France has always prided itself on its secularism, referred to as laïcité in French. This is one of the core concepts within its constitution and it has been used as a reason in recent years to ban religious clothing – notably the burqa. In 2010, France became the first European country to pose an outright ban on the burqa, which is the full-face veil worn by some Muslim women. The niqab and hijab, by contrast, only cover parts of the face or hair. These fell under a 2004 French law that prohibited religious wear such as headscarves in public schools. To find these laws, one of the best places to look is Legifrance. We also have French laws in our print collection; our research guide on French law may be useful for identifying which code to search. For assistance with the print, please feel free to seek out assistance at the international law reference desk.
One might wonder why the French would target one religion when they seemingly don’t care about the Catholics or Jews or other religious types who might walk among them in various forms of religious dress. After all, no one seems to be asking nuns to remove their habits in the classroom. Or the beach, for that matter.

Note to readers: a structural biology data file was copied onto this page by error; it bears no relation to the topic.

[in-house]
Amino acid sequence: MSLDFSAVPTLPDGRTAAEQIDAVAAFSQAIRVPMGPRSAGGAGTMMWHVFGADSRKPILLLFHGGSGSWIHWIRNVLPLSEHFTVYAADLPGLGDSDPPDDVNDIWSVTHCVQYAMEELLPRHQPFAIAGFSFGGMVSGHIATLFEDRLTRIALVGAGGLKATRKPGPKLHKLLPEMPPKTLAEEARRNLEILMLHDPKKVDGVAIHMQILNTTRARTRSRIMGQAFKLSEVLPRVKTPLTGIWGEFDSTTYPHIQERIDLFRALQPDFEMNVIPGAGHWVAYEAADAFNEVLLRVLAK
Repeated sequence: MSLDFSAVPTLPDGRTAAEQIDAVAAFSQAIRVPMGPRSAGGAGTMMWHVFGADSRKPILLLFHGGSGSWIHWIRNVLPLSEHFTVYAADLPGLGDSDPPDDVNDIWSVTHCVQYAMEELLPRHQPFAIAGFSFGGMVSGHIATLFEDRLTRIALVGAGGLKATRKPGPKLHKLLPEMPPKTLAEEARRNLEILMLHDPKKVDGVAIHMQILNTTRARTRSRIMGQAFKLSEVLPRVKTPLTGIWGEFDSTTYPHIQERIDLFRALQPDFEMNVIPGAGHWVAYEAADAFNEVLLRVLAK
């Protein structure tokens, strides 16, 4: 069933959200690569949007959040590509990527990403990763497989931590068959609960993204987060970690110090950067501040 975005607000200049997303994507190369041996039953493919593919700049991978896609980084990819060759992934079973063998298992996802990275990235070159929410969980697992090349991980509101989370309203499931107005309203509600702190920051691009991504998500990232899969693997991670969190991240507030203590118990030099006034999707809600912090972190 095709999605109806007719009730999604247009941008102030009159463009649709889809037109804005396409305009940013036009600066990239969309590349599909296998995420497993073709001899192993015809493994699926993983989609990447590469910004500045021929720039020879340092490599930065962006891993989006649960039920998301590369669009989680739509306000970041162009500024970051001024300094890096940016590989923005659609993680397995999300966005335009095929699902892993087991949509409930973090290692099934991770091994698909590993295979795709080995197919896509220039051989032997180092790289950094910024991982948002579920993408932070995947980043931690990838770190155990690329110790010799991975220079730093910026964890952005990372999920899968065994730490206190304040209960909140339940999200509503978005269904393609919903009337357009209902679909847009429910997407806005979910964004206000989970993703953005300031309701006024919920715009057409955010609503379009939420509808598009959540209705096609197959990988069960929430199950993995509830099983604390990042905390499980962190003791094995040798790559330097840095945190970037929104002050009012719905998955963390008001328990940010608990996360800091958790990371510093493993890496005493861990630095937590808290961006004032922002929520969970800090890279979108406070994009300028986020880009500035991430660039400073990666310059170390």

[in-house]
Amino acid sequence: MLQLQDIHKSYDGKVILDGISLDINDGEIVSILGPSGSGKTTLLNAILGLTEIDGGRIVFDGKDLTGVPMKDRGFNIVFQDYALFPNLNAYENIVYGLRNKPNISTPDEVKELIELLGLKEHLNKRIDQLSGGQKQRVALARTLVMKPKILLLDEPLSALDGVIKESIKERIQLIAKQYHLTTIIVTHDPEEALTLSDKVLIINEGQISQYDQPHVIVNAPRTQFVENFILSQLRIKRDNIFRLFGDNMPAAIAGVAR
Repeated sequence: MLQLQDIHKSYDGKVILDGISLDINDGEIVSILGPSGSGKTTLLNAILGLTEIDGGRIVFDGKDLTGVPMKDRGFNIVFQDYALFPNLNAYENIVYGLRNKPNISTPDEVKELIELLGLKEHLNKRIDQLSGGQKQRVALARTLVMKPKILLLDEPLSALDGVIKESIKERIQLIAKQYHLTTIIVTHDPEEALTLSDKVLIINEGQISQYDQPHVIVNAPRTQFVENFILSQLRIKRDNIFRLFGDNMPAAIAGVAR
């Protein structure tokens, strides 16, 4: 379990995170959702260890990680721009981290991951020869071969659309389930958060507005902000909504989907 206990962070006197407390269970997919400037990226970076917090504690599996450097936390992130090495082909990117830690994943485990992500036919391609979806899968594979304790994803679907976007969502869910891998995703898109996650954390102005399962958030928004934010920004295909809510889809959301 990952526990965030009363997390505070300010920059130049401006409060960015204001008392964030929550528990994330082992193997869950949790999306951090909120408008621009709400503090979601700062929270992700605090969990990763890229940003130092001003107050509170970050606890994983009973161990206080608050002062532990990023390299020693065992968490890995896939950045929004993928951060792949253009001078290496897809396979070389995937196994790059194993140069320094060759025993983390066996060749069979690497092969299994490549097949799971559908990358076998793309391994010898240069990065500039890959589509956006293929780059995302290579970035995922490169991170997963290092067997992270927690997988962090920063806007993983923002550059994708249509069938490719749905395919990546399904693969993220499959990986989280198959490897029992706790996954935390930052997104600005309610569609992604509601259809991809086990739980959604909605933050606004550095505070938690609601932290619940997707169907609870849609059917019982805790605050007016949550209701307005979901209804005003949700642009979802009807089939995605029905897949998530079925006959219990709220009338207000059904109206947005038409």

The argument behind such laws has been that Muslim standards for feminine modesty are overly restrictive and impede on the rights of women, thus infringing on the French rights of liberty, equality, and fraternity.
Enter the burkini in the post-Nice-attack atmosphere. Suddenly, this item of clothing, which Muslim women can choose to wear if they want to go to the beach, was another example of the enslavement of women by Islam. Worse than that, in the words of presidential hopeful, Nicolas Sarkozy, it was a provocation. Nice outlawed the burkini because it “overtly manifests adherence to a religion at a time when France and places of worship are the target of terrorist attacks.” Several cities followed suit.
The world did not react with warmth and joy. When the following picture made the rounds, people were upset because this image doesn’t look like the image of a woman provoking others with her dress. It doesn’t look like the image of a woman terrorizing others. Instead it looks like the image of a woman being policed for no good reason and being asked to remove clothing against her own wishes, surrounded by armed men.
On Friday, August 26, the Conseil d’Etat, France’s highest administrative court, overturned the burkini-ban that had been instituted by 26 coastal towns. The decision can be read here. It can also be found, eventually, on Legifrance. The judges refute that the burkini is a symbol of terror or inequality, stating:
« l’arrêté litigieux a ainsi porté une atteinte grave et manifestement illégale aux libertés fondamentales que sont la liberté d’aller et venir, la liberté de conscience et la liberté personnelle. »
Basically, that the ban is manifestly illegal because it deprives people of fundamental liberties, such as the liberty to come and go, the liberty of conscience, and personal liberty.